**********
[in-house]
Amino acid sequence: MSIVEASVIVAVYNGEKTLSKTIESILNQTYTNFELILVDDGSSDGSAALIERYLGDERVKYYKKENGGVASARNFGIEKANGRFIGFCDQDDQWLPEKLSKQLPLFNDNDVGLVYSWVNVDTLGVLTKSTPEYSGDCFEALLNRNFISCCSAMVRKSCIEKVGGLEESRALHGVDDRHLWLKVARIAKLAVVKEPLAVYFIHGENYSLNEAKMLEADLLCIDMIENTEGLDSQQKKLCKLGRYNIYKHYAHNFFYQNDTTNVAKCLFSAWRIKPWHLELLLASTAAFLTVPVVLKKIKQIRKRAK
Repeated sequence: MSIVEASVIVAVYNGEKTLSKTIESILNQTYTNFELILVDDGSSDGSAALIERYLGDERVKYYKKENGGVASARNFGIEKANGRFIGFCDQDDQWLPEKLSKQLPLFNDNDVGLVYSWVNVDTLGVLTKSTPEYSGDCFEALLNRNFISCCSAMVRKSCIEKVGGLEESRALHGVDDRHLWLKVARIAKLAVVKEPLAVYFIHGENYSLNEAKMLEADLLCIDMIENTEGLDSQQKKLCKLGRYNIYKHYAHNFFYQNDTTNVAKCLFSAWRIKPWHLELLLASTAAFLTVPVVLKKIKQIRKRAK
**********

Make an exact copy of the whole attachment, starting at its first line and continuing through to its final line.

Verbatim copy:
[in-house]
Amino acid sequence: MSIVEASVIVAVYNGEKTLSKTIESILNQTYTNFELILVDDGSSDGSAALIERYLGDERVKYYKKENGGVASARNFGIEKANGRFIGFCDQDDQWLPEKLSKQLPLFNDNDVGLVYSWVNVDTLGVLTKSTPEYSGDCFEALLNRNFISCCSAMVRKSCIEKVGGLEESRALHGVDDRHLWLKVARIAKLAVVKEPLAVYFIHGENYSLNEAKMLEADLLCIDMIENTEGLDSQQKKLCKLGRYNIYKHYAHNFFYQNDTTNVAKCLFSAWRIKPWHLELLLASTAAFLTVPVVLKKIKQIRKRAK
Repeated sequence: MSIVEASVIVAVYNGEKTLSKTIESILNQTYTNFELILVDDGSSDGSAALIERYLGDERVKYYKKENGGVASARNFGIEKANGRFIGFCDQDDQWLPEKLSKQLPLFNDNDVGLVYSWVNVDTLGVLTKSTPEYSGDCFEALLNRNFISCCSAMVRKSCIEKVGGLEESRALHGVDDRHLWLKVARIAKLAVVKEPLAVYFIHGENYSLNEAKMLEADLLCIDMIENTEGLDSQQKKLCKLGRYNIYKHYAHNFFYQNDTTNVAKCLFSAWRIKPWHLELLLASTAAFLTVPVVLKKIKQIRKRAK